Dr Kwame Oben-Nyarko, the Public Relations Officer of Ghana Optometric Association (GOA) has debunked the perception that Computer Vision Syndrome (CVS) can lead to blindness.
He explained that there was no scientific proof that computer vision syndrome could cause long-term damage to the eyes. “But regular use can lead to eye strain and discomfort”.
Dr Oben-Nyarko stressed that extensive screen use had its downsides, but blindness was not one of them as there was no clinical evidence that prolonged screen use caused permanent vision loss, “but it could cause dry eyes and eye strain.”
Dr Oben-Nyarko said this at the Ghana News Agency Tema Regional Office and Ghana Optometric Association “GNA-GOA My Eyes! My Vision! campaign platform in Tema. The fortnight initiative is a collaborative public education advocacy campaign to promote the need for people to access eye care and to draw attention to vision health.
The GNA-GOA: My Eyes! My Vision! The initiative also seeks to challenge the public and policymakers to focus on vision as a health issue, which forms a critical component of mankind's well-being but is often neglected.
Dr Oben-Nyarko, who is also the Chief Executive Officer of Third Eye and Vision Center described CVS as a modern form of eye problem that only lasted temporarily.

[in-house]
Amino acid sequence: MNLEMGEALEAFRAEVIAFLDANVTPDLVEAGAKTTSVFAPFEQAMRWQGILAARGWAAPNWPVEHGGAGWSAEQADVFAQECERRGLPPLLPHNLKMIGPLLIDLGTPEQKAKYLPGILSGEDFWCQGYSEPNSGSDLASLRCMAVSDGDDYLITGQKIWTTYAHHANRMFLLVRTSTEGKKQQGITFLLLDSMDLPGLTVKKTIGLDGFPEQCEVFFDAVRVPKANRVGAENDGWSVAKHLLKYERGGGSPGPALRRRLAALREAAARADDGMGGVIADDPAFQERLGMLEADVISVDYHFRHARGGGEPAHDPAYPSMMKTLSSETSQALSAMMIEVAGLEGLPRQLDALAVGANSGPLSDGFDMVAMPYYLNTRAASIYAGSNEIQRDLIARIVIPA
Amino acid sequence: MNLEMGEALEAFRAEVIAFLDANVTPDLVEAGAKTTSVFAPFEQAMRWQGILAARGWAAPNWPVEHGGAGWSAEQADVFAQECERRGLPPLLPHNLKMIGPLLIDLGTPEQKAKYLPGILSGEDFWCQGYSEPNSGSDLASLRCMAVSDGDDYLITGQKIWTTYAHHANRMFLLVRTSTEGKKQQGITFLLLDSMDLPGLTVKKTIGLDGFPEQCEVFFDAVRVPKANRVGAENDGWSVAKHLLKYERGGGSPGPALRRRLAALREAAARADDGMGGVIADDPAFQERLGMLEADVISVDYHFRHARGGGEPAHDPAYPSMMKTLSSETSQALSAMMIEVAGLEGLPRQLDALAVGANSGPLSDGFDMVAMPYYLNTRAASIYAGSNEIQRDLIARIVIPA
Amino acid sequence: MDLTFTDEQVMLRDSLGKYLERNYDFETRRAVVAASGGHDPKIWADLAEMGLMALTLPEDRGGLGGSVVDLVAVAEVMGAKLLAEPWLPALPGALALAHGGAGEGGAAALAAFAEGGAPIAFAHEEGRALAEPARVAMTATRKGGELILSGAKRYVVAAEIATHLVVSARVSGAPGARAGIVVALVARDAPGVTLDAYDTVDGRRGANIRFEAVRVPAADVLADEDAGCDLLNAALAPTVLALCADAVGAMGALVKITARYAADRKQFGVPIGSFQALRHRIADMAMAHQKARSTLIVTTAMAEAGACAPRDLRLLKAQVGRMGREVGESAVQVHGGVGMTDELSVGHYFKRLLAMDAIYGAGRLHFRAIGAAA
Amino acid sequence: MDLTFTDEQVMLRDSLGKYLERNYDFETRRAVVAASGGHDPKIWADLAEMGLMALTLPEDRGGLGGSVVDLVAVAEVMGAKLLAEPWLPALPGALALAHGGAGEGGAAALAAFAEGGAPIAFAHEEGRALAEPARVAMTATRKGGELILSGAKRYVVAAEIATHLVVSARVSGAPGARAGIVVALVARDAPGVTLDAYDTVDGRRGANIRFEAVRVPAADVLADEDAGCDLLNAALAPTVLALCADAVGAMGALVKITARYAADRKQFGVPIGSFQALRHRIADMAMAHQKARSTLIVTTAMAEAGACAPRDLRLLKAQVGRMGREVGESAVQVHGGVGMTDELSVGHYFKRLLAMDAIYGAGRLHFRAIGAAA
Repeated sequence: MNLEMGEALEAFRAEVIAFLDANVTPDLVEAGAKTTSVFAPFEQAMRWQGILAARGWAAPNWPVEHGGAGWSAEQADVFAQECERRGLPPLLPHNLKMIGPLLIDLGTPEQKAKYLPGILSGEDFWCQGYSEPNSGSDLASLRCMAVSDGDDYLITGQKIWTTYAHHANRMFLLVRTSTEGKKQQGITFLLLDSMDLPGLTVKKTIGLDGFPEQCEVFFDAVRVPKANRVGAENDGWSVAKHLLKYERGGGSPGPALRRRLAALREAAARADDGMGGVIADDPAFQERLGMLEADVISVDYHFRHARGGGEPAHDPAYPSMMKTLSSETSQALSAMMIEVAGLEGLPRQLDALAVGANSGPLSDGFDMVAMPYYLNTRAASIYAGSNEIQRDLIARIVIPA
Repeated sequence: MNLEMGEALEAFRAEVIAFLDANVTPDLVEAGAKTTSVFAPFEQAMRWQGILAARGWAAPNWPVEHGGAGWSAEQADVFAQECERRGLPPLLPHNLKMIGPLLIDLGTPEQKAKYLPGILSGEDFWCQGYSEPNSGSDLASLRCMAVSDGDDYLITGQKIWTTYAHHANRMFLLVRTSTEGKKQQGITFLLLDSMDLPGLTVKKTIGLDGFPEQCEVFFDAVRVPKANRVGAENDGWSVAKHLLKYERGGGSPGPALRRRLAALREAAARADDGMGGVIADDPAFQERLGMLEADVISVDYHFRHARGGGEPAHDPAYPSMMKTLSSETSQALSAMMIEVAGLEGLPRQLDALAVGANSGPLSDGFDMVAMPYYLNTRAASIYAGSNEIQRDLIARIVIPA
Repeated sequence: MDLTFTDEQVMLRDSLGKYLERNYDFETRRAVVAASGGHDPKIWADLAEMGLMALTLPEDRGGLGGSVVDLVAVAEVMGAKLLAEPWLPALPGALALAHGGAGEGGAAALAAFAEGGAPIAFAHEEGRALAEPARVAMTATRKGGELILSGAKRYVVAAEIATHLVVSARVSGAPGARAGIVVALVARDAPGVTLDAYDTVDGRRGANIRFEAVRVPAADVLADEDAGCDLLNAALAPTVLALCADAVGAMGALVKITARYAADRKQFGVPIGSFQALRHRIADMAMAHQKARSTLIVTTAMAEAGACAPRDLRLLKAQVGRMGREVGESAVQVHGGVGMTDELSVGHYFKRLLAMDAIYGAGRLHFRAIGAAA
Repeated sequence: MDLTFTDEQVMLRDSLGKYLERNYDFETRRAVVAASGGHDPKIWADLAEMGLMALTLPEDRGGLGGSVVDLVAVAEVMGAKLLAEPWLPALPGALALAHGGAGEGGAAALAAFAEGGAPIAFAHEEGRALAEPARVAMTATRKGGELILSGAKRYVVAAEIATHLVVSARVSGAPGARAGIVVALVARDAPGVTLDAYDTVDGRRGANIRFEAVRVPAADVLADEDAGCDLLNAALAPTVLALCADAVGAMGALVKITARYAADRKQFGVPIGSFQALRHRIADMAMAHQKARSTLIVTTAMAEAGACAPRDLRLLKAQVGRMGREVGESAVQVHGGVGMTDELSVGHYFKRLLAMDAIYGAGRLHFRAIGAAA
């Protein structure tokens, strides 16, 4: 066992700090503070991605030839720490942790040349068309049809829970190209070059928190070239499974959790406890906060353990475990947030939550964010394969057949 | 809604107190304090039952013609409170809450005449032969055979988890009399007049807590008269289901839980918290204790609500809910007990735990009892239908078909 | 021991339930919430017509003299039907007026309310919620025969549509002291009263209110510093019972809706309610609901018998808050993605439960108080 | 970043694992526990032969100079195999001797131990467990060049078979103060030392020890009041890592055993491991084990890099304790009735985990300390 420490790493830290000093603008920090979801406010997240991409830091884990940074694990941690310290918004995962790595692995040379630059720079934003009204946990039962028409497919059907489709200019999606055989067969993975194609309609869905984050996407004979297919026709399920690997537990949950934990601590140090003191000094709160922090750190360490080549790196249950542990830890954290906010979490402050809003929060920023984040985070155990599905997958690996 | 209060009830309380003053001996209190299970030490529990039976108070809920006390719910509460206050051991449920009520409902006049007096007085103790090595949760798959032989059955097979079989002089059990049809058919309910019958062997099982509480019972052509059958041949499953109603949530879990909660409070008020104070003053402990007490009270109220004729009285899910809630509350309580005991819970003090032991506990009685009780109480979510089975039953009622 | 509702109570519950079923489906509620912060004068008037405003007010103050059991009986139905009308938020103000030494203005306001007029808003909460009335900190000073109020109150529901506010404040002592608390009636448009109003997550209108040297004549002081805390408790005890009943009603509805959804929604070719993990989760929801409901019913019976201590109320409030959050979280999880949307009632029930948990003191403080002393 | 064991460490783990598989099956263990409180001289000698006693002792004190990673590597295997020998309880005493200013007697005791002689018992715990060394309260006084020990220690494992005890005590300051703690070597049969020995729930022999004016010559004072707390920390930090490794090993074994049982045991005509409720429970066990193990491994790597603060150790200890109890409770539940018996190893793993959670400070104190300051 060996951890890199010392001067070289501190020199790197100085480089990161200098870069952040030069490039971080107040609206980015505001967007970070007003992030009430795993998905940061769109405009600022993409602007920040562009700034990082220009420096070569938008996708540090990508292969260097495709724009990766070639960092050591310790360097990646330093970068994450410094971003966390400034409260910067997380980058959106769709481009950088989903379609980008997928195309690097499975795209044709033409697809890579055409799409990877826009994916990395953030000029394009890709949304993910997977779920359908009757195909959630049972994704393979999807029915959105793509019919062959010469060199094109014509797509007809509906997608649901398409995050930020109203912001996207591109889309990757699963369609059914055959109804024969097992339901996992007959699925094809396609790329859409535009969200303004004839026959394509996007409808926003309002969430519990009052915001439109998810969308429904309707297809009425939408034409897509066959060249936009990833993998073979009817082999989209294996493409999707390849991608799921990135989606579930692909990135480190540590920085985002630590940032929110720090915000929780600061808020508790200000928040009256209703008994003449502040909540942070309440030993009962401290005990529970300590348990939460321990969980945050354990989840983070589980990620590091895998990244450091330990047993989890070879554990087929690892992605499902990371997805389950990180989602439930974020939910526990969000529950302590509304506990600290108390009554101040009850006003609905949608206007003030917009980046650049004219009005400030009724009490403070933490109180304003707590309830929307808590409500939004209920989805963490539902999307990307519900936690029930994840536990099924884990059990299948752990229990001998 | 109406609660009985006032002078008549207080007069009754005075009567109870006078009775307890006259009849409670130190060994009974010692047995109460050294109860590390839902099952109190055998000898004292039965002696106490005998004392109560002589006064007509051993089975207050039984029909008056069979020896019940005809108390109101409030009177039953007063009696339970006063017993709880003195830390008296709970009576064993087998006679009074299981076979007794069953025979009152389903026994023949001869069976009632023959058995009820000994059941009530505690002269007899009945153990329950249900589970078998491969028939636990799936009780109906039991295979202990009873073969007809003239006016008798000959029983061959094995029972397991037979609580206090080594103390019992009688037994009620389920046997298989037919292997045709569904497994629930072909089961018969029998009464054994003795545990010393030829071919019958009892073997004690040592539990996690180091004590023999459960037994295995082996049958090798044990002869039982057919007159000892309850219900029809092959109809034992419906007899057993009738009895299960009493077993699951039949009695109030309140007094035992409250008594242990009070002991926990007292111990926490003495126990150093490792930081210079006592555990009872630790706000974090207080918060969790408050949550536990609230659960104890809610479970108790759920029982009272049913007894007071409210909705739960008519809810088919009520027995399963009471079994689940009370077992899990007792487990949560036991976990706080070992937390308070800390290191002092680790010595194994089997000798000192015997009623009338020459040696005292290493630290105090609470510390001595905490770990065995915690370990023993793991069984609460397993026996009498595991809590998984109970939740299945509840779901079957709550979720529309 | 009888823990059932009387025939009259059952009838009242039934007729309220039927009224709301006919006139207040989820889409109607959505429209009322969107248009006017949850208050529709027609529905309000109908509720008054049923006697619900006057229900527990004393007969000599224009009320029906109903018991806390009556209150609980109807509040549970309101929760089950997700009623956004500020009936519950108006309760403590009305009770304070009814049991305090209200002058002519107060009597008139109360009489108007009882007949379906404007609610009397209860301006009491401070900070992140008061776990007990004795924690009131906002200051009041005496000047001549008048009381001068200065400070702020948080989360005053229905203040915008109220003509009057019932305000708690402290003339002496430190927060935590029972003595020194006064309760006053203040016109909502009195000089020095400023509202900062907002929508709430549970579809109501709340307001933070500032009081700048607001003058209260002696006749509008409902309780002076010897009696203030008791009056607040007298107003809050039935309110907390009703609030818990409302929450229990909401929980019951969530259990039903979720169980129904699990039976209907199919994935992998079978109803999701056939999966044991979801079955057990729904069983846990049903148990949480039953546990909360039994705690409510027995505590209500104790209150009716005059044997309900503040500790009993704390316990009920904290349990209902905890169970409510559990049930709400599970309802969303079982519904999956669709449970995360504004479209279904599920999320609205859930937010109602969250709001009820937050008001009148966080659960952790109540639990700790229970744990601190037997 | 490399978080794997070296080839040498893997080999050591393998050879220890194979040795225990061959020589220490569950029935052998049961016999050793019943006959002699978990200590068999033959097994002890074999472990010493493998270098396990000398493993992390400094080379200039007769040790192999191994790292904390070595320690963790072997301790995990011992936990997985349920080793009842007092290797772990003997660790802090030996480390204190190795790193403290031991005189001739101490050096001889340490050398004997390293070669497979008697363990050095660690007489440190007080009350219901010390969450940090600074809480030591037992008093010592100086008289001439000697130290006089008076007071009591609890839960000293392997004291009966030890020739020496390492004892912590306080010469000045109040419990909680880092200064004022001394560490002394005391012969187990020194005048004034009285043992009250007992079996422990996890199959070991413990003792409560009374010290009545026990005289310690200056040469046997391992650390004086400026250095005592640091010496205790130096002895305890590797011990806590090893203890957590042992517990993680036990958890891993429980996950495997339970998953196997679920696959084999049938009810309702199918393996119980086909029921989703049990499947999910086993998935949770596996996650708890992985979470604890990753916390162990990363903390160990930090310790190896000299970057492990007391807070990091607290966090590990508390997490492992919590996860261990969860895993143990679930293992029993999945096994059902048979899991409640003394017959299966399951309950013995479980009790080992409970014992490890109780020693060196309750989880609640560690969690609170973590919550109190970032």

He said, “if eye strain and dryness from CVS continue, these can lead to other problems, including changes in visual acuity.”
He said in most cases, symptoms of CVS occur because the visual demands of the task exceed the visual abilities of the individual to comfortably perform them, stressing that those at greatest risk for developing CVS are persons who spend two or more continuous hours at a computer or using a digital screen device every day.
He, therefore, recommended that any person who uses computers or other electronic devices for a prolonged period should strictly take regular breaks.
Mr. Francis Ameyibor, Ghana News Agency Tema Regional Manager encouraged corporate entities to ensure that the right environment is created for staff, stressing that “workplace-related illnesses must be prevented as it affects an employee from participating in normal activities and adversely impact the employee, the employee's family, and the employer.”